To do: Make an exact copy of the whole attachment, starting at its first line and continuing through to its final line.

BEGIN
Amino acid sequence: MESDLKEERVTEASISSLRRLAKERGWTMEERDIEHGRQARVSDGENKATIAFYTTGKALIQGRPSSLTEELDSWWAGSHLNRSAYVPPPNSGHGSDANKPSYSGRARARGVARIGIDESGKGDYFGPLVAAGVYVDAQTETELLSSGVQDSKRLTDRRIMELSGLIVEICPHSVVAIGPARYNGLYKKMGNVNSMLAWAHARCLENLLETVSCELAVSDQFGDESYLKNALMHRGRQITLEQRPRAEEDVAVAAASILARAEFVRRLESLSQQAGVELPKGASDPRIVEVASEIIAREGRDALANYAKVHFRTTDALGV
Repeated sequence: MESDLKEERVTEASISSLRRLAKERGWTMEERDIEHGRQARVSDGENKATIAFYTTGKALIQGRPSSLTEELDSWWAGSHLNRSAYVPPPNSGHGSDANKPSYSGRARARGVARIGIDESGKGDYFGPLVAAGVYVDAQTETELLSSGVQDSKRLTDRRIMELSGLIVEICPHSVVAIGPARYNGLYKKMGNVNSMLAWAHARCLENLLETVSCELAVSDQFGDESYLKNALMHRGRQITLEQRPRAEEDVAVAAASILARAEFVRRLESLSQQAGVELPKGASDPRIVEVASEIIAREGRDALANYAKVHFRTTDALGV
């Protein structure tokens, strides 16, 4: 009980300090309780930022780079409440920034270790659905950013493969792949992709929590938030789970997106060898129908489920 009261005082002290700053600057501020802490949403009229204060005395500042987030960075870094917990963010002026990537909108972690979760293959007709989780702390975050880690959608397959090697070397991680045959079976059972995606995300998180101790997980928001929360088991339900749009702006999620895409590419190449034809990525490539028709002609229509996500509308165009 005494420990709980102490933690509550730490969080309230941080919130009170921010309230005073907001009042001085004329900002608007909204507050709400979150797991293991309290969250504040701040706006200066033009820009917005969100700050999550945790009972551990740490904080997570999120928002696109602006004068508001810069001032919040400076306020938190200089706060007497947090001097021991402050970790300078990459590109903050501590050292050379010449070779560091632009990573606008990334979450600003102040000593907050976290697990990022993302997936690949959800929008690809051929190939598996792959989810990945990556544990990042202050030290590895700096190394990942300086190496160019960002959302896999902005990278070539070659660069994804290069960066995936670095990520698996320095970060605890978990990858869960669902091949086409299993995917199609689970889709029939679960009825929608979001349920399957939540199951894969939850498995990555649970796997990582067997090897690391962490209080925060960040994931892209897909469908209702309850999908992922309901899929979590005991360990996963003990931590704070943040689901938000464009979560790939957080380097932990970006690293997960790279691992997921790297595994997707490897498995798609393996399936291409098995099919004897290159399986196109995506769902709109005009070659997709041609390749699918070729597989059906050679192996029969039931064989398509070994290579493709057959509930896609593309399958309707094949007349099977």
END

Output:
Amino acid sequence: MESDLKEERVTEASISSLRRLAKERGWTMEERDIEHGRQARVSDGENKATIAFYTTGKALIQGRPSSLTEELDSWWAGSHLNRSAYVPPPNSGHGSDANKPSYSGRARARGVARIGIDESGKGDYFGPLVAAGVYVDAQTETELLSSGVQDSKRLTDRRIMELSGLIVEICPHSVVAIGPARYNGLYKKMGNVNSMLAWAHARCLENLLETVSCELAVSDQFGDESYLKNALMHRGRQITLEQRPRAEEDVAVAAASILARAEFVRRLESLSQQAGVELPKGASDPRIVEVASEIIAREGRDALANYAKVHFRTTDALGV
Repeated sequence: MESDLKEERVTEASISSLRRLAKERGWTMEERDIEHGRQARVSDGENKATIAFYTTGKALIQGRPSSLTEELDSWWAGSHLNRSAYVPPPNSGHGSDANKPSYSGRARARGVARIGIDESGKGDYFGPLVAAGVYVDAQTETELLSSGVQDSKRLTDRRIMELSGLIVEICPHSVVAIGPARYNGLYKKMGNVNSMLAWAHARCLENLLETVSCELAVSDQFGDESYLKNALMHRGRQITLEQRPRAEEDVAVAAASILARAEFVRRLESLSQQAGVELPKGASDPRIVEVASEIIAREGRDALANYAKVHFRTTDALGV
């Protein structure tokens, strides 16, 4: 009980300090309780930022780079409440920034270790659905950013493969792949992709929590938030789970997106060898129908489920 009261005082002290700053600057501020802490949403009229204060005395500042987030960075870094917990963010002026990537909108972690979760293959007709989780702390975050880690959608397959090697070397991680045959079976059972995606995300998180101790997980928001929360088991339900749009702006999620895409590419190449034809990525490539028709002609229509996500509308165009 005494420990709980102490933690509550730490969080309230941080919130009170921010309230005073907001009042001085004329900002608007909204507050709400979150797991293991309290969250504040701040706006200066033009820009917005969100700050999550945790009972551990740490904080997570999120928002696109602006004068508001810069001032919040400076306020938190200089706060007497947090001097021991402050970790300078990459590109903050501590050292050379010449070779560091632009990573606008990334979450600003102040000593907050976290697990990022993302997936690949959800929008690809051929190939598996792959989810990945990556544990990042202050030290590895700096190394990942300086190496160019960002959302896999902005990278070539070659660069994804290069960066995936670095990520698996320095970060605890978990990858869960669902091949086409299993995917199609689970889709029939679960009825929608979001349920399957939540199951894969939850498995990555649970796997990582067997090897690391962490209080925060960040994931892209897909469908209702309850999908992922309901899929979590005991360990996963003990931590704070943040689901938000464009979560790939957080380097932990970006690293997960790279691992997921790297595994997707490897498995798609393996399936291409098995099919004897290159399986196109995506769902709109005009070659997709041609390749699918070729597989059906050679192996029969039931064989398509070994290579493709057959509930896609593309399958309707094949007349099977």